A popular Rotorua geothermal tourism business has been bought out by two Te Arawa hapu with close links to the area.

Ngati Rangitihi and Tuhourangi today announced they had confirmed the settlement of their joint purchase of Waimangu Volcanic Valley.

According to a statement, in late June Te Mana o Ngati Rangitihi and the Tuhourangi Tribal Authority, supported by Te Puia New Zealand Maori Arts and Crafts Institute, made a conditional offer for the business and assets of Waimangu Volcanic Valley.

This was conditional on the transfer of existing lease arrangements.

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The Department of Conservation has now confirmed those lease arrangements will be transferred to Te Mana o Ngati Rangitihi and the Tuhourangi Tribal Authority and will remain in place until 2056.

Te Mana o Ngati Rangitihi chairman Leith Comer said ownership of Waimangu would bring important strategic and commercial benefits for the iwi.

"This is a significant milestone for both Ngati Rangitihi and Tuhourangi and provides a strong platform to enable the continued success and growth of our people," he said.

"The purchase also provides an opportunity to build on the work undertaken by Waimangu kaitiaki, the late Harvey James," Mr Comer said.

Mr James, who died in February, was an award-winning environmental tourism leader and recipient of a Rotorua Lakes Council community leadership award for his work with the natural environment.

His work will be celebrated with a maumahara (remembrance) at Waimangu.

"We feel a keen sense of responsibility to build on Harvey's vision and we're looking forward to working with his wife Trudi through this transition," Mr Comer said.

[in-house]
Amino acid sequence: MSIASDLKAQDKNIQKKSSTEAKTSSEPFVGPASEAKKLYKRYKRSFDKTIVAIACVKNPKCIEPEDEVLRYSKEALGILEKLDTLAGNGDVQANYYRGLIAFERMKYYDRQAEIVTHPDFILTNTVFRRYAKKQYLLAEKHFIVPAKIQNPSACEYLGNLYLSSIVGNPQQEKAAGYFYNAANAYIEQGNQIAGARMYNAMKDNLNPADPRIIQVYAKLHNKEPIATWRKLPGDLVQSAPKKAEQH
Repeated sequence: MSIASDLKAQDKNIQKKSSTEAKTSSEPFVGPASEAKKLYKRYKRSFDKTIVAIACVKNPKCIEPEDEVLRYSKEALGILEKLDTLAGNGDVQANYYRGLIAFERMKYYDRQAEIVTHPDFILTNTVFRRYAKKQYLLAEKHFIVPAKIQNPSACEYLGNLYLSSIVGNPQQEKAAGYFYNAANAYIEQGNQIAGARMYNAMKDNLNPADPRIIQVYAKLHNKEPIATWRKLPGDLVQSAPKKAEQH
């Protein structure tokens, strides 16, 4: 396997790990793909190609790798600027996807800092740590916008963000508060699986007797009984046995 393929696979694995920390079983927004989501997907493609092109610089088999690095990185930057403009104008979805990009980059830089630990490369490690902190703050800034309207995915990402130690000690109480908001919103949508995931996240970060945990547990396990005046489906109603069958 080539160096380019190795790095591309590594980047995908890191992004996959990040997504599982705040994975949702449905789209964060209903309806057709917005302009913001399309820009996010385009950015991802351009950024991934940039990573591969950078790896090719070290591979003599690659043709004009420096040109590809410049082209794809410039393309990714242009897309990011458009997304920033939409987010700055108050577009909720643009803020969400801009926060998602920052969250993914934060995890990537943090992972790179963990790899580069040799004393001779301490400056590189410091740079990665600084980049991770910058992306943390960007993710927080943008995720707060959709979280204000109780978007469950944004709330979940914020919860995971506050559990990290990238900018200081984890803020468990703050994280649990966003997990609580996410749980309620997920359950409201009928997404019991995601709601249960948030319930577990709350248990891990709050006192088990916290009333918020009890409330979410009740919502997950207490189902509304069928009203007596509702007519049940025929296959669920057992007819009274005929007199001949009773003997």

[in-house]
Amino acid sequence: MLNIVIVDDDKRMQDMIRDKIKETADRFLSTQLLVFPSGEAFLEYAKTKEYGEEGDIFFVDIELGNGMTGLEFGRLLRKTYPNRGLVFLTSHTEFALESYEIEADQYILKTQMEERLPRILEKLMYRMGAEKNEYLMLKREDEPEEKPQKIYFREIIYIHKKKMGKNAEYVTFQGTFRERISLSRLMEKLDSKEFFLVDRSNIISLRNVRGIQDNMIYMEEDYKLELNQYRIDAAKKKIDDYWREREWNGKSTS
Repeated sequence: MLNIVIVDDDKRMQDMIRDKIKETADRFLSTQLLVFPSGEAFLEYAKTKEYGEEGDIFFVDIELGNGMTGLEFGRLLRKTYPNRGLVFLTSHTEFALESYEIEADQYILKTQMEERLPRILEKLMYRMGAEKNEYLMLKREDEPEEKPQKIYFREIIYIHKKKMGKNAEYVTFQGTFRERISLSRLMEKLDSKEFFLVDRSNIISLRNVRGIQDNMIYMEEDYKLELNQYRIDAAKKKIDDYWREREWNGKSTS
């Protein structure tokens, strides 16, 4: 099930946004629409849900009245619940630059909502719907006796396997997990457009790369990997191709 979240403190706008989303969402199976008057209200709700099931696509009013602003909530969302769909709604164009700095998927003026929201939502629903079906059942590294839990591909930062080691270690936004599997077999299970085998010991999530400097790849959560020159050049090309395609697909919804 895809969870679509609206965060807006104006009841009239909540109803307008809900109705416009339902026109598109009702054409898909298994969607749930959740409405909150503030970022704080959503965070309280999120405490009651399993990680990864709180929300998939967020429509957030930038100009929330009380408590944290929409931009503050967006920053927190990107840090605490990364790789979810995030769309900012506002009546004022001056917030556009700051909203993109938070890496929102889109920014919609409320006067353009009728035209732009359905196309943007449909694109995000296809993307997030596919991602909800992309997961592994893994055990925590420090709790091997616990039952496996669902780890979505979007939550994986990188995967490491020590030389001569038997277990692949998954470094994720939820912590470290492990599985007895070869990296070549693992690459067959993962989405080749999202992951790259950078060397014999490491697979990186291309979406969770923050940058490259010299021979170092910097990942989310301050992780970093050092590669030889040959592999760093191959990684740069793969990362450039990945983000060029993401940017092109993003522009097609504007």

Mrs James said her husband would have been thrilled to transfer his life's work and passion to a partnership of Ngati Rangitihi and Tuhourangi.

"We are very confident we have chosen the perfect partners to continue Harvey's vision of leading New Zealand in sustainable environmental tourism and his commitment to preserve the valley for future generations to study and enjoy," she said.

Tuhourangi Tribal Authority chairman Alan Skipwith said today's confirmation of the purchase also marked the beginning of a new chapter in the relationship between Ngati Rangitihi and Tuhourangi.

"Tuhourangi and Ngati Rangitihi have strong whakapapa hononga (connections) and an integrated mana whenua.

"We've realised that it's time to work together for the benefit of our people and to ensure that an important element of the region's tourism landscape stays in iwi hands.

"Let's not forget that it was iwi who led New Zealand's first tourism venture when hosting visitors at the Pink and White Terraces.

"More broadly, this purchase is about helping both our iwi reconnect with their tribal lands," Mr Skipwith said.

The new ownership structure will involve a joint partnership between the two hapu, which will be supported by Te Puia.

The new company, Waimangu Volcanic Valley (2017) Limited, will have a board consisting of two representatives from Te Mana o Ngati Rangitihi, one from Te Puia and one from the Tuhourangi Tribal Authority - with a revolving chairmanship starting with Mr Skipwith.

Rotorua Lakes Council Te Tatou o Te Arawa chairman Te Taru White said the sale was another sign the "taniwha of the Maori economy was well and truly waking up".

"It's great to see that resource go back into iwi hands and it shows what's happening in the iwi space is a desire to hone their economic assets - especially ones that have been in their ownership in the past.

"It would also add to the cultural tourism offering at the place that once held the eighth Wonder of the World - the Pink and White Terraces," he said.